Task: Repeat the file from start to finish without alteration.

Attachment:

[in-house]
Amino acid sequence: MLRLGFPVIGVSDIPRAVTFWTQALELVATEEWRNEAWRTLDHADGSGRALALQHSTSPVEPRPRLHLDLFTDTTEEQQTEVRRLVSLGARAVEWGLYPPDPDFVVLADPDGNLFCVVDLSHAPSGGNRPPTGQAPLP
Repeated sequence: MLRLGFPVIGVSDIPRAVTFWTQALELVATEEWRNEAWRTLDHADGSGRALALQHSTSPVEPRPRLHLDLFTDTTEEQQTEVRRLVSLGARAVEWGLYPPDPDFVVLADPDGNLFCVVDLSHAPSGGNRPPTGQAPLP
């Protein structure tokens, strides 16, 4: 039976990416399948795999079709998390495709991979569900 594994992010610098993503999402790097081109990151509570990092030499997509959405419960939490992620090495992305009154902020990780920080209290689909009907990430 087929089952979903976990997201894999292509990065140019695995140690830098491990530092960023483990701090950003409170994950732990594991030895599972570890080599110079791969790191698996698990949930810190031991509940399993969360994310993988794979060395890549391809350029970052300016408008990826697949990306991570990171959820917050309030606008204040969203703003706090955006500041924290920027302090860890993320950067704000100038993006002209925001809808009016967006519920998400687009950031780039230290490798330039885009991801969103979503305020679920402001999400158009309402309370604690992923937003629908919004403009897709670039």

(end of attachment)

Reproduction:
[in-house]
Amino acid sequence: MLRLGFPVIGVSDIPRAVTFWTQALELVATEEWRNEAWRTLDHADGSGRALALQHSTSPVEPRPRLHLDLFTDTTEEQQTEVRRLVSLGARAVEWGLYPPDPDFVVLADPDGNLFCVVDLSHAPSGGNRPPTGQAPLP
Repeated sequence: MLRLGFPVIGVSDIPRAVTFWTQALELVATEEWRNEAWRTLDHADGSGRALALQHSTSPVEPRPRLHLDLFTDTTEEQQTEVRRLVSLGARAVEWGLYPPDPDFVVLADPDGNLFCVVDLSHAPSGGNRPPTGQAPLP
């Protein structure tokens, strides 16, 4: 039976990416399948795999079709998390495709991979569900 594994992010610098993503999402790097081109990151509570990092030499997509959405419960939490992620090495992305009154902020990780920080209290689909009907990430 087929089952979903976990997201894999292509990065140019695995140690830098491990530092960023483990701090950003409170994950732990594991030895599972570890080599110079791969790191698996698990949930810190031991509940399993969360994310993988794979060395890549391809350029970052300016408008990826697949990306991570990171959820917050309030606008204040969203703003706090955006500041924290920027302090860890993320950067704000100038993006002209925001809808009016967006519920998400687009950031780039230290490798330039885009991801969103979503305020679920402001999400158009309402309370604690992923937003629908919004403009897709670039």